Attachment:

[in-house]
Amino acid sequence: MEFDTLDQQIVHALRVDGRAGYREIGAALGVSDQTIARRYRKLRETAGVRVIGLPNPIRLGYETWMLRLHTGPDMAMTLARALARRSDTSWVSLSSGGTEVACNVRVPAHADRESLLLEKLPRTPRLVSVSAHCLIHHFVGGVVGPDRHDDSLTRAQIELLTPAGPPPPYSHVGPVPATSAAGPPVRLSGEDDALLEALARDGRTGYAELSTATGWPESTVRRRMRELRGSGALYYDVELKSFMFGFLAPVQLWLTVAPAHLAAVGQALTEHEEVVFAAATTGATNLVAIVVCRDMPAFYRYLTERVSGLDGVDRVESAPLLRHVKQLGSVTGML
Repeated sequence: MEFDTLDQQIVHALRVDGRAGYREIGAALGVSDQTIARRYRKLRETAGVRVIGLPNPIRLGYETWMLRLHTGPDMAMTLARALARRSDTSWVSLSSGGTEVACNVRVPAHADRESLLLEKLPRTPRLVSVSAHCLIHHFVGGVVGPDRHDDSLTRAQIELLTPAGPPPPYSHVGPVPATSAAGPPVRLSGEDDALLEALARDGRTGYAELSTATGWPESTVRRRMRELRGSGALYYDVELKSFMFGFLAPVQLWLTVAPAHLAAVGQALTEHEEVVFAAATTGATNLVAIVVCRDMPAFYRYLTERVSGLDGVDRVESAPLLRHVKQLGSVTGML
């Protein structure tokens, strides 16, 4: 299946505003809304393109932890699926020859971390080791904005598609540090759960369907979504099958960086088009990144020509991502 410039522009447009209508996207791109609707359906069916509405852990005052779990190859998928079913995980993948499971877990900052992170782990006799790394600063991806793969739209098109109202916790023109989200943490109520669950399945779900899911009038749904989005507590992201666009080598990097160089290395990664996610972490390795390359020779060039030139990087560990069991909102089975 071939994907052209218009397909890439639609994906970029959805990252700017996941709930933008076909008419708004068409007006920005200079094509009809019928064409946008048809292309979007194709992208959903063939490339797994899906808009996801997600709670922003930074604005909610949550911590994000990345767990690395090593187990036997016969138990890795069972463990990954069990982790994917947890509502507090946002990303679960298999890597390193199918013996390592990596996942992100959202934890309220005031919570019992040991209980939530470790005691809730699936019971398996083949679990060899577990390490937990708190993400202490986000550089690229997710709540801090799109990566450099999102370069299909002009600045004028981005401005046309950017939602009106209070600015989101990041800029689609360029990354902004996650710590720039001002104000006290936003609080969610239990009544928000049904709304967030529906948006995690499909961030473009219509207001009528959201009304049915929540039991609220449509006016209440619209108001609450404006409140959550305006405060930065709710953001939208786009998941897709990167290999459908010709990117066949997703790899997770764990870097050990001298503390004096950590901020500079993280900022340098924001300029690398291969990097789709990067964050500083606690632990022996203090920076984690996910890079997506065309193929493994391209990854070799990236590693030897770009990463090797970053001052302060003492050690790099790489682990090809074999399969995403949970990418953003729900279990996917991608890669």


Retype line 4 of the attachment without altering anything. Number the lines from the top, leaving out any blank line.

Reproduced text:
């Protein structure tokens, strides 16, 4: 299946505003809304393109932890699926020859971390080791904005598609540090759960369907979504099958960086088009990144020509991502 410039522009447009209508996207791109609707359906069916509405852990005052779990190859998928079913995980993948499971877990900052992170782990006799790394600063991806793969739209098109109202916790023109989200943490109520669950399945779900899911009038749904989005507590992201666009080598990097160089290395990664996610972490390795390359020779060039030139990087560990069991909102089975 071939994907052209218009397909890439639609994906970029959805990252700017996941709930933008076909008419708004068409007006920005200079094509009809019928064409946008048809292309979007194709992208959903063939490339797994899906808009996801997600709670922003930074604005909610949550911590994000990345767990690395090593187990036997016969138990890795069972463990990954069990982790994917947890509502507090946002990303679960298999890597390193199918013996390592990596996942992100959202934890309220005031919570019992040991209980939530470790005691809730699936019971398996083949679990060899577990390490937990708190993400202490986000550089690229997710709540801090799109990566450099999102370069299909002009600045004028981005401005046309950017939602009106209070600015989101990041800029689609360029990354902004996650710590720039001002104000006290936003609080969610239990009544928000049904709304967030529906948006995690499909961030473009219509207001009528959201009304049915929540039991609220449509006016209440619209108001609450404006409140959550305006405060930065709710953001939208786009998941897709990167290999459908010709990117066949997703790899997770764990870097050990001298503390004096950590901020500079993280900022340098924001300029690398291969990097789709990067964050500083606690632990022996203090920076984690996910890079997506065309193929493994391209990854070799990236590693030897770009990463090797970053001052302060003492050690790099790489682990090809074999399969995403949970990418953003729900279990996917991608890669």